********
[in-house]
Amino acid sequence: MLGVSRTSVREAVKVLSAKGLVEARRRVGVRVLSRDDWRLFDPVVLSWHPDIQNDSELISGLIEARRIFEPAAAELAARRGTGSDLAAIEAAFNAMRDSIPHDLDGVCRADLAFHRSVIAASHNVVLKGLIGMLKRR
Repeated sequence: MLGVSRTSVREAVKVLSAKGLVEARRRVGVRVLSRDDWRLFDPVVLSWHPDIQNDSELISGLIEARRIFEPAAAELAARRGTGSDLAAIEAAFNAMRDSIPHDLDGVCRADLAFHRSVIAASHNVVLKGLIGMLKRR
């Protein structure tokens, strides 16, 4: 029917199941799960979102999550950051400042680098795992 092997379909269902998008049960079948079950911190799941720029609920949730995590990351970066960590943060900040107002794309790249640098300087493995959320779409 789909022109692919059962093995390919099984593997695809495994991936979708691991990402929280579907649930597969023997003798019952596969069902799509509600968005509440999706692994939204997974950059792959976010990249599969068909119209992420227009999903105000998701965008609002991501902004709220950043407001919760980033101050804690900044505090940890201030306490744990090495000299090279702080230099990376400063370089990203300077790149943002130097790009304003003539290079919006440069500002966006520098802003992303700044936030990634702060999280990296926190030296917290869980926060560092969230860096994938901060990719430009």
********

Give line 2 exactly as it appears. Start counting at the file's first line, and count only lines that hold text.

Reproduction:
Amino acid sequence: MLGVSRTSVREAVKVLSAKGLVEARRRVGVRVLSRDDWRLFDPVVLSWHPDIQNDSELISGLIEARRIFEPAAAELAARRGTGSDLAAIEAAFNAMRDSIPHDLDGVCRADLAFHRSVIAASHNVVLKGLIGMLKRR